The beginning of a new school year is in the air.  New supplies.  Renewed energy.  A fresh start.  As a kindergarten teacher, I’m excited to see what this new school year will bring.  And I’m excited to meet my new students. 

I spent the weekend learning about my rising kindergarteners through their paperwork.  And my stomach twisted when I discovered that the father of one of my students was killed in Iraq.

I don’t know why it never occurred to me that, at some point in my teaching career, I would have a student in my class who lost a parent in Iraq or Afghanistan.  After all, I live in a military town.  Last year the father of one of my students was deployed the entire school year.  Another student, at 5 years old, could locate Iraq on a world map.  Two other teachers had deployed husbands.  Deployments were all around me.  But they always ended with a happy homecoming.

I don’t even know this little girl, but I already feel protective of her.  What will she say if a classmate asks where her father is?  How will she act when she sees other daddies with their kids?  Does she remember her dad?  Does she talk about him?  Should I avoid the topic of fathers altogether?

Sometimes I wonder if I should read my students’ files because I don’t want to form judgments about them (or their parents) before I even meet them.  But I know I have to read them.  I have to know about the peanut allergies and the hearing impairments and the recent divorces.  All of these things affect how students learn and/or interact in the classroom, and therefore affect how I teach and interact with them. 

So I’m glad that I know about this gold star family, but because I have no idea what to expect, I’m not going to make any expectations.  For all I know, this little girl will teach me a thing or two about life.  I can’t wait to meet her.


11 Comments on A New School Year, A New Student, A New Concern

  1. I lost my father at 11. Not to war, but a heart attack. I think dealing with a child who has had to experience death in such an intimate way has got to be hard on the adults in his/her life, teachers included.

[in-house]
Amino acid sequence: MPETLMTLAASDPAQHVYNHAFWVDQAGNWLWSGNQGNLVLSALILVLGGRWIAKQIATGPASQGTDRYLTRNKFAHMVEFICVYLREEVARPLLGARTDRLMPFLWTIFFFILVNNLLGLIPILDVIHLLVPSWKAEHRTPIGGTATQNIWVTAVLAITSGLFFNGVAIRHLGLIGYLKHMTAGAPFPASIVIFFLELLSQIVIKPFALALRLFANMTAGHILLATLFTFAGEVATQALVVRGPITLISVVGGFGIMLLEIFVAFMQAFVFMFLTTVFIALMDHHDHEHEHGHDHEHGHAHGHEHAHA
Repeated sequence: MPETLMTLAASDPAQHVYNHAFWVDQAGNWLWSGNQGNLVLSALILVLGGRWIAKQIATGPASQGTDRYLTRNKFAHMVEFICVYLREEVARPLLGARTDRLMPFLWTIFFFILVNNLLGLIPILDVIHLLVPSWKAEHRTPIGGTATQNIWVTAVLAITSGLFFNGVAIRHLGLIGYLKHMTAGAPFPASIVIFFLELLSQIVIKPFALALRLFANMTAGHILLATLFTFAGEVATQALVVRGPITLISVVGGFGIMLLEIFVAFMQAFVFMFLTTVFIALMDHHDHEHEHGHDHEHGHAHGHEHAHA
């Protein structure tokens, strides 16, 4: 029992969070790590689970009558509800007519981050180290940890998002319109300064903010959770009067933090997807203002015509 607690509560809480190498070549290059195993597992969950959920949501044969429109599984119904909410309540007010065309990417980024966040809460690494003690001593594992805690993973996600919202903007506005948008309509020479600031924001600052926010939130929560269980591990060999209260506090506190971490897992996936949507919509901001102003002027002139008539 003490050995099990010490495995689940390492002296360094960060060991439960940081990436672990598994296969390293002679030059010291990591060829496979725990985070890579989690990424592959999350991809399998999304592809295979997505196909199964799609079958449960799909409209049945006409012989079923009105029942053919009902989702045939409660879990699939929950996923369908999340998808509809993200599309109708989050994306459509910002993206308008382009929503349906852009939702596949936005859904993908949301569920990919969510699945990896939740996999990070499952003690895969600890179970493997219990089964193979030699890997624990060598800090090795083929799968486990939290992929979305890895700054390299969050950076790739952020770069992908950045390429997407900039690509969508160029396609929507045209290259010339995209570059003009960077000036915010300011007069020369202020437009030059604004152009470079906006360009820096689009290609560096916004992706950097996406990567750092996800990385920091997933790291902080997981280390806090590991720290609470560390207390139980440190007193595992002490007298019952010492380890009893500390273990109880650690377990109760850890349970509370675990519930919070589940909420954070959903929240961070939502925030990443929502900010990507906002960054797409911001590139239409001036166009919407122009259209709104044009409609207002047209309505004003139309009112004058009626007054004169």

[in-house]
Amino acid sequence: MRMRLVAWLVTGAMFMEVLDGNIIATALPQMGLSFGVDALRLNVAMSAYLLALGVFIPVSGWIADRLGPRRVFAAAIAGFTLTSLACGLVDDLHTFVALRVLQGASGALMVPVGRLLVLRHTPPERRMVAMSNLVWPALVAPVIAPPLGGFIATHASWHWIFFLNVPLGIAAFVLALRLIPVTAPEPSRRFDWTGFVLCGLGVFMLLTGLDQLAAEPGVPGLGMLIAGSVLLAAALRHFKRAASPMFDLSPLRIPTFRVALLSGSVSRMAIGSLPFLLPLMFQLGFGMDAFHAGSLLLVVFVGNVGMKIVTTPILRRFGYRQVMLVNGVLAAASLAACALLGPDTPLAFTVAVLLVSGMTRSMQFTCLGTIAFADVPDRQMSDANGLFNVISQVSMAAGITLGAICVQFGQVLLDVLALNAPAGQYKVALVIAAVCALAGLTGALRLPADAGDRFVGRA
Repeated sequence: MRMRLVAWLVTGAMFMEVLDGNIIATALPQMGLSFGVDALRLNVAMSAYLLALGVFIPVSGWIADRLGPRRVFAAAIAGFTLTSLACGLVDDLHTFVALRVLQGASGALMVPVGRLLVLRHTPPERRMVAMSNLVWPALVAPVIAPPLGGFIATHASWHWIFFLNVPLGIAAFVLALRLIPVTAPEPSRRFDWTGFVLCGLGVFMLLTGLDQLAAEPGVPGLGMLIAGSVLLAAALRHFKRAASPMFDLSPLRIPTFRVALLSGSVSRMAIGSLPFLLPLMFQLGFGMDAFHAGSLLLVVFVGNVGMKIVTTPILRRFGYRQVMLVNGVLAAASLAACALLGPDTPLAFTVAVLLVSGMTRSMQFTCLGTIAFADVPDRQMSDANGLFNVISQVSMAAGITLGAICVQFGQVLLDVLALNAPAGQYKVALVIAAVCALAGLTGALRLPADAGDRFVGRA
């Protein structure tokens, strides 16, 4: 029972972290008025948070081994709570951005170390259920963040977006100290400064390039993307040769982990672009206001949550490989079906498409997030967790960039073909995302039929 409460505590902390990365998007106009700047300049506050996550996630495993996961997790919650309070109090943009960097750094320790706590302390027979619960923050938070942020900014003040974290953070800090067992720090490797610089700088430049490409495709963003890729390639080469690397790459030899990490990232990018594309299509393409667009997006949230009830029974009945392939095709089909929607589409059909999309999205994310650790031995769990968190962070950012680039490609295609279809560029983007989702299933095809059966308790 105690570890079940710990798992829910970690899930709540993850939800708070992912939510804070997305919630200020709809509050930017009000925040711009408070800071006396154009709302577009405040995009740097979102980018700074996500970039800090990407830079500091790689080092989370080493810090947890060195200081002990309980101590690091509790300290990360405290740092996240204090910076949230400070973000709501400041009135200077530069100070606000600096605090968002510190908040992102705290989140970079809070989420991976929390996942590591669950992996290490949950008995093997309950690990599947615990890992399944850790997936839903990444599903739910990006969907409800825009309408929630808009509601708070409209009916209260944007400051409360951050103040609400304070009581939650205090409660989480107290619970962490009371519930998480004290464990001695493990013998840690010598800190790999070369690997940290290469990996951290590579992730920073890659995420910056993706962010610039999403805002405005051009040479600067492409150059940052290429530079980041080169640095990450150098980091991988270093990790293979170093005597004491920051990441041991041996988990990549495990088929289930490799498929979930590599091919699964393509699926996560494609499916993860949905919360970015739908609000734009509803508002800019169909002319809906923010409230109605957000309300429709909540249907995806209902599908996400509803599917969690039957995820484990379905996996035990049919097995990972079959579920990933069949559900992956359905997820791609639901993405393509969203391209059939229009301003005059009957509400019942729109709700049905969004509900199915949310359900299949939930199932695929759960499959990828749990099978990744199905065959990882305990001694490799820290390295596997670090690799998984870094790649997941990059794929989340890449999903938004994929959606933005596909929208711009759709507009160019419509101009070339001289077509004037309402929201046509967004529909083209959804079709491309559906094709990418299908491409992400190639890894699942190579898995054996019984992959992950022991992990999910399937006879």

Good luck this year.

  2. Reading this post actually sent chills through my whole body. How absolutely heartbreaking and shocking. I think I am a lot like you in that even though we are surrounded by military and deployments we just always expect that it will have a happy ending. It's posts like these that remind me to say an extra prayer for all our gold star families and the sacrifices that make. Thanks for sharing RC!

  3. I'll be praying for you about that. It's not easy teaching children in any capacity without knowing the entire picture, so Hats off to you, too.

  4. I love reading your posts like this. You are the kind of teacher I love and would love my girls to have.

    I loved my daughter's kindergarten teacher here last year and she will be missed by my daughter this year since they PCS'd to FL. We got here in the middle of the year and she was so helpful and concerned about my daughter. It made the transition really easy for her because her teacher understood what was going on.

  5. That makes my stomach clench too. Anytime I hear about a gold star family it breaks my heart, it is an all too real part of this world we are living in. I am sure your student is going to be a lovely little girl and will definitely have an impact on those around her.

  6. This post is beautiful and heart wrenching at the same time.

    I agree, she might just teach you and everyone around her about life. You seem like an amazing teacher.

  7. In 3rd grade, my daughter had 2 kids in her class who lost parents. It was a rough year for our elementary school as we lost a total of 10 parents that year (to illness, to freak medical things, to an accident around the home) and we are in a small school district. It was interesting to hear the stories of how the children handled the situation of loss, how the children processed the losses. I'm glad that you are taking the time to review the files and prepare to be supportive to this child.

  8. My father was killed in Vietnam, it was just a part of who I was, never knew anything different. And I liked to talk about him, I liked when people would ask me about him. I am also the wife of Marine, and this current deployment has already found us with 4 children with no dads and they are very resilient. Adults are the ones that have issues dealing with grief and death, children are easier, they trust what we tell them. Find out what mom tells her, and that is where you will take your cues from. Mom will know.

  9. I had a little boy at the end of last year whose mother had passed away in September. I learned so much from him and he will always hold a very special place in my life. He was very frank about announcing his mom had passed away, like it didn't bother him. Other times he would burst out in tears and just need to be a 6 year old. I can't imagine being in these students' shoes.

  10. That absolutely sent chills through my body as well as tears down my face. I can understand completely how you already feel "protective" of her. I wish there was so much that I could do to help all those going through the loss of a loved one through war. It's weird, I myself have not lost either of my parents however when I read spouse blogs whom are now widows, I feel an automatic connection with them. I feel the need to read what they write. I feel the need to reach out to them and express my sorrow. I just feel the need to be there for them if I can. It sounds like you express the same feelings.

  11. Thank you so much everyone for the wonderful comments! I can already tell that I'm going to be learning as much as my students this year. šŸ™‚

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